Option 2: Following Makkah and celebrating Eid on the same day as Makkah (ie Saudi Arabia, so it will be 4th June 2019). Many parts of the world in Africa and Pakistan’s tribal areas and parts of KP will do that each year.

Option 3: Calculation of birth of the new moon, even though it may not be visible to naked eye, even in perfect conditions. Many Muslim groups in North America (United States and Canada) will use this Option Number 3 where they use the calculation of birth of new moon and do not care whether the moon is actually visible or not in a particular region.

This explains how western hemisphere, lying 10-11 hours behind India and Pakistan, ends up celebrating Eid one day before South Asia. Many in Pakistan and India, who we can consider orthodox, do not believe in calculation method and will wait till the last day, or the last moment, to try to see the moon with eyes.

Option 4: Calculation of actual sighting of the new moon in perfect conditions

Dr. Qadoos’ article: Why Muslims celebrate Eid on different days

Islamic calendar is a lunar calendar. Months span from a new moon to another. Canonically Islamic traditions hold it that, the sighting of a crescent moon marks the start of a new lunar month. A moon cycle takes approximately 29.53 days. So a month can either have 29 or 30 days.

Traditionally moon sightseers, as in India and Pakistan, to celebrate Eid, check for crescent moon sightings on the 29th night. If there is any sighting, they declare the start of the next month else it is implied that the current month has 30 days.

Moonsighting admittedly is a tough job. The moon sets just minutes after the sun sets during its new moon phase. Besides this, the weather might also impede the sighting. This may explain the frustration and media debate in countries like Pakistan.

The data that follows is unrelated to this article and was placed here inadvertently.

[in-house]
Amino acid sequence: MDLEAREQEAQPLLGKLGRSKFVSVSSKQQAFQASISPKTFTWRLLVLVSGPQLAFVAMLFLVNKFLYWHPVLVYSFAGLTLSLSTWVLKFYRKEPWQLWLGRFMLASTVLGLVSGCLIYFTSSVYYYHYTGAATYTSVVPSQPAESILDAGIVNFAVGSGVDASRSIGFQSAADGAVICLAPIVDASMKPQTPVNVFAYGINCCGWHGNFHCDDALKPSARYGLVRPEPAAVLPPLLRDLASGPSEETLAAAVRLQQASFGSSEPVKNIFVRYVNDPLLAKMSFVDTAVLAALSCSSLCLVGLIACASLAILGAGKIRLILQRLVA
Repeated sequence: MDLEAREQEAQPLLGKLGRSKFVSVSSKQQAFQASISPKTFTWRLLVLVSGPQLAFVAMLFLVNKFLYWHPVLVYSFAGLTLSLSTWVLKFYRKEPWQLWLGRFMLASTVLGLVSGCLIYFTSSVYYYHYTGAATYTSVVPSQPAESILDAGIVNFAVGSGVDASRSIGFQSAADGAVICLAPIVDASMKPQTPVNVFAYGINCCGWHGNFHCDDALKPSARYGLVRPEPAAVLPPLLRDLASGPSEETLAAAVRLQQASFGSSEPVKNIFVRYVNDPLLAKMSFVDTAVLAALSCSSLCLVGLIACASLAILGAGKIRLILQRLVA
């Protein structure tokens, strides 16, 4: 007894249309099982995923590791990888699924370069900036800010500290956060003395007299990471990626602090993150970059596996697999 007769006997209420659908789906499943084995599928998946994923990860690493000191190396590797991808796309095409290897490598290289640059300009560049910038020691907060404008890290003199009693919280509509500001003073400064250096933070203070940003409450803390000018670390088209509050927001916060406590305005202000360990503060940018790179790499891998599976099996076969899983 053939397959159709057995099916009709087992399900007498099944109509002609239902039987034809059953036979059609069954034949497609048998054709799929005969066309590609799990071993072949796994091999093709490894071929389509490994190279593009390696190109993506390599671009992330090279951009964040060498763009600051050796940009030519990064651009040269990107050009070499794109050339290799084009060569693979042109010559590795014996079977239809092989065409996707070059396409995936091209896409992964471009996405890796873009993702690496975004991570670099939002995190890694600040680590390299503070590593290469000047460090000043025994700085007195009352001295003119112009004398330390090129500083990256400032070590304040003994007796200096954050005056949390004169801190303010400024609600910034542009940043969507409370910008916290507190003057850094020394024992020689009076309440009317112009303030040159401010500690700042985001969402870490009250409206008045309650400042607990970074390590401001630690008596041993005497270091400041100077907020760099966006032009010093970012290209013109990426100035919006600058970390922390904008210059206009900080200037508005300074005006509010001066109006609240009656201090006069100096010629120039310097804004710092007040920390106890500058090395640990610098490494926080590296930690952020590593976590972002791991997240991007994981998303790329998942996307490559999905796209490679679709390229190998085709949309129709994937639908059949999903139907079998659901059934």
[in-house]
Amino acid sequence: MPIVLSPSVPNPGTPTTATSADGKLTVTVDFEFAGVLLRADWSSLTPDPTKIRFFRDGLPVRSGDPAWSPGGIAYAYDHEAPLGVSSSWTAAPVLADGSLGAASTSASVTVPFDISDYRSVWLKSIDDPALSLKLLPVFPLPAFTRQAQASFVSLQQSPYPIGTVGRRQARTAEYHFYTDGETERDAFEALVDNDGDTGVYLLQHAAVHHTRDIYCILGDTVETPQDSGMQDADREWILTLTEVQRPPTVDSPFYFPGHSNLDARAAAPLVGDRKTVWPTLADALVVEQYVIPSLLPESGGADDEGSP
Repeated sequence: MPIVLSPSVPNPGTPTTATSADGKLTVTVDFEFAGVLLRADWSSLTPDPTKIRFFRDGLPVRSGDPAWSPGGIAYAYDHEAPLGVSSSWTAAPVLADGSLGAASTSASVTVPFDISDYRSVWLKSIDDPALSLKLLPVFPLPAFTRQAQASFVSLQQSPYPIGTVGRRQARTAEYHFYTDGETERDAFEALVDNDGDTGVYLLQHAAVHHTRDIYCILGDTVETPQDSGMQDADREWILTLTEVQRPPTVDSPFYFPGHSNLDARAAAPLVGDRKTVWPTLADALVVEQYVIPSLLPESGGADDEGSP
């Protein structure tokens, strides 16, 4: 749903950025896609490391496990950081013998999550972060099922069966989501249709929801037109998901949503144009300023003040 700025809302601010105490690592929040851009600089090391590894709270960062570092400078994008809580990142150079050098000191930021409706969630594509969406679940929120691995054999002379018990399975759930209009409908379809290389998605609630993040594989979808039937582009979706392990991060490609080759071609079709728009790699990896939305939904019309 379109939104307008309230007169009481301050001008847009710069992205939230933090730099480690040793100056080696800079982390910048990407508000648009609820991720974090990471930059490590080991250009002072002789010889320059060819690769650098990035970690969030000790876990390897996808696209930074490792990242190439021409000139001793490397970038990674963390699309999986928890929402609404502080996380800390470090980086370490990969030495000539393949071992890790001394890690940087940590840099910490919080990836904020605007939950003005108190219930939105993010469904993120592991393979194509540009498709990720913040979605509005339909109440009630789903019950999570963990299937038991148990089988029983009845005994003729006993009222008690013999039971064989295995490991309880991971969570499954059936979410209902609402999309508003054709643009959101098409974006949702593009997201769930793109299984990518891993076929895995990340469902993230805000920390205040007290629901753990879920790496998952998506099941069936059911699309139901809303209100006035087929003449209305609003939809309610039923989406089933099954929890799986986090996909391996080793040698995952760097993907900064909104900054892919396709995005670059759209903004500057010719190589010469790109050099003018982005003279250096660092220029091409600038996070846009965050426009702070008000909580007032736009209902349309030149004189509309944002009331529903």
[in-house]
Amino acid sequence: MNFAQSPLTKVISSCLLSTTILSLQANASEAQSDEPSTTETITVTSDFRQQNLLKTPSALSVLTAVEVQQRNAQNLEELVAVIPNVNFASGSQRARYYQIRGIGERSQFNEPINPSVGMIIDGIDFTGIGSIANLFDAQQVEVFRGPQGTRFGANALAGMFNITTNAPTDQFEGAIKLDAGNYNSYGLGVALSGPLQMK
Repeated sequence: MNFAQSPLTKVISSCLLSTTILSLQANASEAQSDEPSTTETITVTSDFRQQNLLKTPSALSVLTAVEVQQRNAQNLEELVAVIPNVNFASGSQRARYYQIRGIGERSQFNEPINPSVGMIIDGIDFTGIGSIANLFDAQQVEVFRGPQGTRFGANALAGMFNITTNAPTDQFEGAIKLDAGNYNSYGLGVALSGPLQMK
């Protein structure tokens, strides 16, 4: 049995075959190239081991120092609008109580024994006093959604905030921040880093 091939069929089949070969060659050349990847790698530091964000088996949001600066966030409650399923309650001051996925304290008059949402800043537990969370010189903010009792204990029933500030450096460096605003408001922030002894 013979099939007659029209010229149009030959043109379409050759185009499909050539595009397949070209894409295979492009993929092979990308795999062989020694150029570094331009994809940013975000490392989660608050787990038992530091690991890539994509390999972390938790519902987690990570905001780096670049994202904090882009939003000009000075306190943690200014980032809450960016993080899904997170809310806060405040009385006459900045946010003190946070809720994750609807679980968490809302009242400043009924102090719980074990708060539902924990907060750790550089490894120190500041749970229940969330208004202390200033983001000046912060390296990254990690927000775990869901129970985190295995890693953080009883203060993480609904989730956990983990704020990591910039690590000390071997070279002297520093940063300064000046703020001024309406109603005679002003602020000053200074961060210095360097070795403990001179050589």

To celebrate Eid the moon sightseers in the Indian subcontinent might sight the moon a day later than the people in the Arabian Peninsula to celebrate Eid. The 2.5-hour difference doesn’t factor much into fraction of the visible part of moon. Logically it would infer that the month would start on the same day without any discrepancy. However Islamic society in general still prefers to follow the traditional method of sighting of the moon to decide the month. Two different cities in the same country, might start a month on two different days – this may explain the difference at time between Lahore and Peshawar.

Read more: Pakistan and Qatar expected to celebrate Eid on the same day

Is there One Christmas?

Most Muslims believe that there is just one Christmas and that it was always like that. In reality, this may not be that simple either. Funny as it may sound, “One Christmas” was a 1994 American made-for-television drama film starring Katharine Hepburn Henry Winkler and Swoosie Kurtz. It was based on the 1983 short story “One Christmas” by Truman Capote about a young boy who reluctantly leaves his Alabama home to spend Christmas with his estranged father in New Orleans. The film originally premiered on NBC on December 19, 1994. To the extent of the film, it may be right but Christian communities in different parts of the world and in different ages may have different conceptions of Christmas.

The early Christian communities, spread across Middle East, Rome and Africa, distinguished between the identification of the date of Jesus’ birth and the liturgical celebration of that event. This statement may also shock many Muslims in favor of one Eid, because today Christianity in their minds is identified with the west, ie North America and Europe; but Christianity in its origins is a religion of the East that spread across Palestine, Syria, Iraq, Iran, Egypt, Arabian peninsula and Africa before being adopted by Romans who then spread it across Europe along with the conquering Roman legions – but that is a different story.